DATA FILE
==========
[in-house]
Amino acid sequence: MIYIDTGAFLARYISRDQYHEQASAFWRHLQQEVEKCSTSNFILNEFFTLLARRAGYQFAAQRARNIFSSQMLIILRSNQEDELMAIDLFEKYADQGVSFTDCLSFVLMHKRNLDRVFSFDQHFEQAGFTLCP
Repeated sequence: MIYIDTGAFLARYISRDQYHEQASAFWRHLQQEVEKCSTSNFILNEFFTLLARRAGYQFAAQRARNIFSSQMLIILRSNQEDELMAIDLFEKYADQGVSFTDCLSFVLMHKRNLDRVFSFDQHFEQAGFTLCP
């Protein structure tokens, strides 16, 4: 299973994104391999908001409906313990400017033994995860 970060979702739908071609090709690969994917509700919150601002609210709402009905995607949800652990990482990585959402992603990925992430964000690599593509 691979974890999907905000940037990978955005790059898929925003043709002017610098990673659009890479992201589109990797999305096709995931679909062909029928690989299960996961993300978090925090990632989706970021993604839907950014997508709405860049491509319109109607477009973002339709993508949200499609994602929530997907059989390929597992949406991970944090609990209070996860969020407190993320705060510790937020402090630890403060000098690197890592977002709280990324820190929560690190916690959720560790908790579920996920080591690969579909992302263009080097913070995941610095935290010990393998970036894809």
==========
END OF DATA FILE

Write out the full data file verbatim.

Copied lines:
[in-house]
Amino acid sequence: MIYIDTGAFLARYISRDQYHEQASAFWRHLQQEVEKCSTSNFILNEFFTLLARRAGYQFAAQRARNIFSSQMLIILRSNQEDELMAIDLFEKYADQGVSFTDCLSFVLMHKRNLDRVFSFDQHFEQAGFTLCP
Repeated sequence: MIYIDTGAFLARYISRDQYHEQASAFWRHLQQEVEKCSTSNFILNEFFTLLARRAGYQFAAQRARNIFSSQMLIILRSNQEDELMAIDLFEKYADQGVSFTDCLSFVLMHKRNLDRVFSFDQHFEQAGFTLCP
């Protein structure tokens, strides 16, 4: 299973994104391999908001409906313990400017033994995860 970060979702739908071609090709690969994917509700919150601002609210709402009905995607949800652990990482990585959402992603990925992430964000690599593509 691979974890999907905000940037990978955005790059898929925003043709002017610098990673659009890479992201589109990797999305096709995931679909062909029928690989299960996961993300978090925090990632989706970021993604839907950014997508709405860049491509319109109607477009973002339709993508949200499609994602929530997907059989390929597992949406991970944090609990209070996860969020407190993320705060510790937020402090630890403060000098690197890592977002709280990324820190929560690190916690959720560790908790579920996920080591690969579909992302263009080097913070995941610095935290010990393998970036894809």